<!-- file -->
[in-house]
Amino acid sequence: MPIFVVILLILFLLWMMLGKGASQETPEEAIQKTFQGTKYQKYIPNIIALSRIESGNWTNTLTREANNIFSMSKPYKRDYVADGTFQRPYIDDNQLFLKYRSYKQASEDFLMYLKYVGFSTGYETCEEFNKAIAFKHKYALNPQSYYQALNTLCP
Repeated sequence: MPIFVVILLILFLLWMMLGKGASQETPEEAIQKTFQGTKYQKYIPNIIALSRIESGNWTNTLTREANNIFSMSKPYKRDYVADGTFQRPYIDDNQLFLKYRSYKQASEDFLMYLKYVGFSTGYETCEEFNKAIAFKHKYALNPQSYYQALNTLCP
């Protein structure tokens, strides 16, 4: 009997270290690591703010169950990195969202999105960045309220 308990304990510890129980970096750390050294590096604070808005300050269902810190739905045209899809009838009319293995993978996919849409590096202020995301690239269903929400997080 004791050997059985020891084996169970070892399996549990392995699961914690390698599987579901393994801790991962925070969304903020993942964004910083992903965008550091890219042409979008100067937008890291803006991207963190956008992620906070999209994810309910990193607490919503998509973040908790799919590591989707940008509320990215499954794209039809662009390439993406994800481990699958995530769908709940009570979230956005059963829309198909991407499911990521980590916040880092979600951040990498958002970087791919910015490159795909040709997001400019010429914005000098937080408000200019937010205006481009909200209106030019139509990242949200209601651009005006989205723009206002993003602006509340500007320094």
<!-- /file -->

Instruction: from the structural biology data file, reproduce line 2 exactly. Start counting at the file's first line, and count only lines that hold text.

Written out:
Amino acid sequence: MPIFVVILLILFLLWMMLGKGASQETPEEAIQKTFQGTKYQKYIPNIIALSRIESGNWTNTLTREANNIFSMSKPYKRDYVADGTFQRPYIDDNQLFLKYRSYKQASEDFLMYLKYVGFSTGYETCEEFNKAIAFKHKYALNPQSYYQALNTLCP